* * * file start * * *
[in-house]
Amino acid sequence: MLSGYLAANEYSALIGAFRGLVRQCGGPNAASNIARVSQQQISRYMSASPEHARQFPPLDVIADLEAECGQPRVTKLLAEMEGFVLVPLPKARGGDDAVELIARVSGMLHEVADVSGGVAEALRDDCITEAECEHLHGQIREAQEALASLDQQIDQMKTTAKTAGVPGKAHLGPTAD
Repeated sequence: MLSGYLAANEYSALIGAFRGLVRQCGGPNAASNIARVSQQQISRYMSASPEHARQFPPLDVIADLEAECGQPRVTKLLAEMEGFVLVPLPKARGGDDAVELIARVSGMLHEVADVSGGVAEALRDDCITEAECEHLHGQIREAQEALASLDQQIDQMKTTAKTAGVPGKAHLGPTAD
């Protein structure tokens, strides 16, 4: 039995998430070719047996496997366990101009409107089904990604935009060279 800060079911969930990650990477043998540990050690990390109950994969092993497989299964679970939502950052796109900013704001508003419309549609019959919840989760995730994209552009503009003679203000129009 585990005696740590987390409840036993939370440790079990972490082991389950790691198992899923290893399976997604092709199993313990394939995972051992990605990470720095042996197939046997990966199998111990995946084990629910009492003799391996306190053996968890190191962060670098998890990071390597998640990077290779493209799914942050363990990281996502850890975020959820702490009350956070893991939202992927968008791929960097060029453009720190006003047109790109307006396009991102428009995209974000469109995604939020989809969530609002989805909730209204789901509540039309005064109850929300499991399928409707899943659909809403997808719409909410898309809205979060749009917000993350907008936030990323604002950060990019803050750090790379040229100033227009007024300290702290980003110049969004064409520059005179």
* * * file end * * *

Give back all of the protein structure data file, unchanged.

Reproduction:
[in-house]
Amino acid sequence: MLSGYLAANEYSALIGAFRGLVRQCGGPNAASNIARVSQQQISRYMSASPEHARQFPPLDVIADLEAECGQPRVTKLLAEMEGFVLVPLPKARGGDDAVELIARVSGMLHEVADVSGGVAEALRDDCITEAECEHLHGQIREAQEALASLDQQIDQMKTTAKTAGVPGKAHLGPTAD
Repeated sequence: MLSGYLAANEYSALIGAFRGLVRQCGGPNAASNIARVSQQQISRYMSASPEHARQFPPLDVIADLEAECGQPRVTKLLAEMEGFVLVPLPKARGGDDAVELIARVSGMLHEVADVSGGVAEALRDDCITEAECEHLHGQIREAQEALASLDQQIDQMKTTAKTAGVPGKAHLGPTAD
């Protein structure tokens, strides 16, 4: 039995998430070719047996496997366990101009409107089904990604935009060279 800060079911969930990650990477043998540990050690990390109950994969092993497989299964679970939502950052796109900013704001508003419309549609019959919840989760995730994209552009503009003679203000129009 585990005696740590987390409840036993939370440790079990972490082991389950790691198992899923290893399976997604092709199993313990394939995972051992990605990470720095042996197939046997990966199998111990995946084990629910009492003799391996306190053996968890190191962060670098998890990071390597998640990077290779493209799914942050363990990281996502850890975020959820702490009350956070893991939202992927968008791929960097060029453009720190006003047109790109307006396009991102428009995209974000469109995604939020989809969530609002989805909730209204789901509540039309005064109850929300499991399928409707899943659909809403997808719409909410898309809205979060749009917000993350907008936030990323604002950060990019803050750090790379040229100033227009007024300290702290980003110049969004064409520059005179």